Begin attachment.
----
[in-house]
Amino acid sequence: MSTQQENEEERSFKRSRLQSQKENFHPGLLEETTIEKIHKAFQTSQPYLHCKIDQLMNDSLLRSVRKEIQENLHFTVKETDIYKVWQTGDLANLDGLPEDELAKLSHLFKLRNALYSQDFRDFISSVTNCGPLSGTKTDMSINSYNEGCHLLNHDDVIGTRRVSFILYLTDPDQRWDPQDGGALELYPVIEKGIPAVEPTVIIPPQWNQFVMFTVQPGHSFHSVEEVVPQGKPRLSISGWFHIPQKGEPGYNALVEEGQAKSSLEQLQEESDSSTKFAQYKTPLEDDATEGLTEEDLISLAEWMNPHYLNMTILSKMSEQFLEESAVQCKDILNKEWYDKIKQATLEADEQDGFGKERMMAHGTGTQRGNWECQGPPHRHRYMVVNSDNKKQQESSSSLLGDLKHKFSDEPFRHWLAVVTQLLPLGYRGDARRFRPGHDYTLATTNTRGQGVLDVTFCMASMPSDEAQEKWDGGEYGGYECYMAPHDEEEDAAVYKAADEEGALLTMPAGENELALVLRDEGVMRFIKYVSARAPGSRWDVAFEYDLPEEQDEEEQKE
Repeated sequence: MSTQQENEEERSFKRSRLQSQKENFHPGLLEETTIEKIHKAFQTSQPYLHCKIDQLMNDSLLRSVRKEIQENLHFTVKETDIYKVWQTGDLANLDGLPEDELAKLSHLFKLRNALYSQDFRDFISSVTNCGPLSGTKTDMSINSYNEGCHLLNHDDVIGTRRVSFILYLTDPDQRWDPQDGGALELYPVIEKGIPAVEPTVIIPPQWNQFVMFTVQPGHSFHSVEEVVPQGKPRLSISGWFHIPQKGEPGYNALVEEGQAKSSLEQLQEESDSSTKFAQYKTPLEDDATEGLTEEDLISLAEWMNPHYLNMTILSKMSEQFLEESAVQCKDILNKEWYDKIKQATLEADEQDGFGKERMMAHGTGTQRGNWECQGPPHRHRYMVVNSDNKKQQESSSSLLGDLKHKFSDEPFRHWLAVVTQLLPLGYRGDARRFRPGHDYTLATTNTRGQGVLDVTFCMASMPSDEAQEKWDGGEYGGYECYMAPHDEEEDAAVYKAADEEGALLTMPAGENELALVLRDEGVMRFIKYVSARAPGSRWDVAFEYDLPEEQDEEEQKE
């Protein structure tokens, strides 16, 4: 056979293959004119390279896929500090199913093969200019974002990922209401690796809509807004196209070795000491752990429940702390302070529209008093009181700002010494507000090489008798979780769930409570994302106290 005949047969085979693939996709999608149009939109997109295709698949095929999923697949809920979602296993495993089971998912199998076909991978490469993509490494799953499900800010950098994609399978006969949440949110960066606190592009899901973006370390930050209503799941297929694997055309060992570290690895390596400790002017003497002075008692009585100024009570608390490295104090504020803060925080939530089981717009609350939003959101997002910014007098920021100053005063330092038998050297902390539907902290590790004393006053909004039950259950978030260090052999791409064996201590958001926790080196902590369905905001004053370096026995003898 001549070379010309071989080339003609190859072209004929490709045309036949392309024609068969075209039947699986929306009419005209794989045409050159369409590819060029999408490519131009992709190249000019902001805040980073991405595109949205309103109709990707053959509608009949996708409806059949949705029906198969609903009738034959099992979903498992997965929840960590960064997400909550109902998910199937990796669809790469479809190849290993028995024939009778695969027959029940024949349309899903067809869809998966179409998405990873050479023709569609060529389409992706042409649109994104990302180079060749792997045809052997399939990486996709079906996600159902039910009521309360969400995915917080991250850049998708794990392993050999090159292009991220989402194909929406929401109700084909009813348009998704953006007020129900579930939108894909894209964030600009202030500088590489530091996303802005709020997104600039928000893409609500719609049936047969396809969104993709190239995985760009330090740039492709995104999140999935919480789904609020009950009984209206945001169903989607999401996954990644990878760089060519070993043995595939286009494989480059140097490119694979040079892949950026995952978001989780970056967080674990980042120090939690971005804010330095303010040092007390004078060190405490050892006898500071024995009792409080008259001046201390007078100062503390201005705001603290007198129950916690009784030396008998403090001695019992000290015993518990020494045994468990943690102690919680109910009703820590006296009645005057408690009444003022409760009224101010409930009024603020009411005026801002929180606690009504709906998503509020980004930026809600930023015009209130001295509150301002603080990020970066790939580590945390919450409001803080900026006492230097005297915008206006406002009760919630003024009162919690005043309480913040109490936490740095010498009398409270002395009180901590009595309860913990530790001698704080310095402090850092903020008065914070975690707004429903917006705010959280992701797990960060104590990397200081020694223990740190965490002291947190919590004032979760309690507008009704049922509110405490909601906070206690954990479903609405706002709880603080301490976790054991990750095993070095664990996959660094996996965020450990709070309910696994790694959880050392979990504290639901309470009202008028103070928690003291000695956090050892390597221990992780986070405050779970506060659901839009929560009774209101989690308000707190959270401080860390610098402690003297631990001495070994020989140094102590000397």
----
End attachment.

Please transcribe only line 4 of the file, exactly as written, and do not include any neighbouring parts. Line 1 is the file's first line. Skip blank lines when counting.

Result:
């Protein structure tokens, strides 16, 4: 056979293959004119390279896929500090199913093969200019974002990922209401690796809509807004196209070795000491752990429940702390302070529209008093009181700002010494507000090489008798979780769930409570994302106290 005949047969085979693939996709999608149009939109997109295709698949095929999923697949809920979602296993495993089971998912199998076909991978490469993509490494799953499900800010950098994609399978006969949440949110960066606190592009899901973006370390930050209503799941297929694997055309060992570290690895390596400790002017003497002075008692009585100024009570608390490295104090504020803060925080939530089981717009609350939003959101997002910014007098920021100053005063330092038998050297902390539907902290590790004393006053909004039950259950978030260090052999791409064996201590958001926790080196902590369905905001004053370096026995003898 001549070379010309071989080339003609190859072209004929490709045309036949392309024609068969075209039947699986929306009419005209794989045409050159369409590819060029999408490519131009992709190249000019902001805040980073991405595109949205309103109709990707053959509608009949996708409806059949949705029906198969609903009738034959099992979903498992997965929840960590960064997400909550109902998910199937990796669809790469479809190849290993028995024939009778695969027959029940024949349309899903067809869809998966179409998405990873050479023709569609060529389409992706042409649109994104990302180079060749792997045809052997399939990486996709079906996600159902039910009521309360969400995915917080991250850049998708794990392993050999090159292009991220989402194909929406929401109700084909009813348009998704953006007020129900579930939108894909894209964030600009202030500088590489530091996303802005709020997104600039928000893409609500719609049936047969396809969104993709190239995985760009330090740039492709995104999140999935919480789904609020009950009984209206945001169903989607999401996954990644990878760089060519070993043995595939286009494989480059140097490119694979040079892949950026995952978001989780970056967080674990980042120090939690971005804010330095303010040092007390004078060190405490050892006898500071024995009792409080008259001046201390007078100062503390201005705001603290007198129950916690009784030396008998403090001695019992000290015993518990020494045994468990943690102690919680109910009703820590006296009645005057408690009444003022409760009224101010409930009024603020009411005026801002929180606690009504709906998503509020980004930026809600930023015009209130001295509150301002603080990020970066790939580590945390919450409001803080900026006492230097005297915008206006406002009760919630003024009162919690005043309480913040109490936490740095010498009398409270002395009180901590009595309860913990530790001698704080310095402090850092903020008065914070975690707004429903917006705010959280992701797990960060104590990397200081020694223990740190965490002291947190919590004032979760309690507008009704049922509110405490909601906070206690954990479903609405706002709880603080301490976790054991990750095993070095664990996959660094996996965020450990709070309910696994790694959880050392979990504290639901309470009202008028103070928690003291000695956090050892390597221990992780986070405050779970506060659901839009929560009774209101989690308000707190959270401080860390610098402690003297631990001495070994020989140094102590000397």